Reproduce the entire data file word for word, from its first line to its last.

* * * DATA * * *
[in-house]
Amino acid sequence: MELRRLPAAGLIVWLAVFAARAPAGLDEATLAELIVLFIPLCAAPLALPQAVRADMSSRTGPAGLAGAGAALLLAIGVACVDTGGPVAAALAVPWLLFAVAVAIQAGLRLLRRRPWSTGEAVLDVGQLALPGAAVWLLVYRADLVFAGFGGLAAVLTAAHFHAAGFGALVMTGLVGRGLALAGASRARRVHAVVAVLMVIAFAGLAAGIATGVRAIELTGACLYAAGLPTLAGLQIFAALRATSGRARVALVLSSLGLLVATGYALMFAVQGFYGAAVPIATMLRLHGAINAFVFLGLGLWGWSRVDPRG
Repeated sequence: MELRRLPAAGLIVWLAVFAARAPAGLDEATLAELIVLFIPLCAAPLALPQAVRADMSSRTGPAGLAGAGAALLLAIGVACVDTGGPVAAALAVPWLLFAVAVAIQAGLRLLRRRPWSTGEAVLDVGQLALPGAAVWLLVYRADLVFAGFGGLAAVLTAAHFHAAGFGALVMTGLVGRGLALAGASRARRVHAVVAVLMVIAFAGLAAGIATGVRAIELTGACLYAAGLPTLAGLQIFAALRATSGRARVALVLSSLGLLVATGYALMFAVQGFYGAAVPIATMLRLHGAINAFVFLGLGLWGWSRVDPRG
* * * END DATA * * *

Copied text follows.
[in-house]
Amino acid sequence: MELRRLPAAGLIVWLAVFAARAPAGLDEATLAELIVLFIPLCAAPLALPQAVRADMSSRTGPAGLAGAGAALLLAIGVACVDTGGPVAAALAVPWLLFAVAVAIQAGLRLLRRRPWSTGEAVLDVGQLALPGAAVWLLVYRADLVFAGFGGLAAVLTAAHFHAAGFGALVMTGLVGRGLALAGASRARRVHAVVAVLMVIAFAGLAAGIATGVRAIELTGACLYAAGLPTLAGLQIFAALRATSGRARVALVLSSLGLLVATGYALMFAVQGFYGAAVPIATMLRLHGAINAFVFLGLGLWGWSRVDPRG
Repeated sequence: MELRRLPAAGLIVWLAVFAARAPAGLDEATLAELIVLFIPLCAAPLALPQAVRADMSSRTGPAGLAGAGAALLLAIGVACVDTGGPVAAALAVPWLLFAVAVAIQAGLRLLRRRPWSTGEAVLDVGQLALPGAAVWLLVYRADLVFAGFGGLAAVLTAAHFHAAGFGALVMTGLVGRGLALAGASRARRVHAVVAVLMVIAFAGLAAGIATGVRAIELTGACLYAAGLPTLAGLQIFAALRATSGRARVALVLSSLGLLVATGYALMFAVQGFYGAAVPIATMLRLHGAINAFVFLGLGLWGWSRVDPRG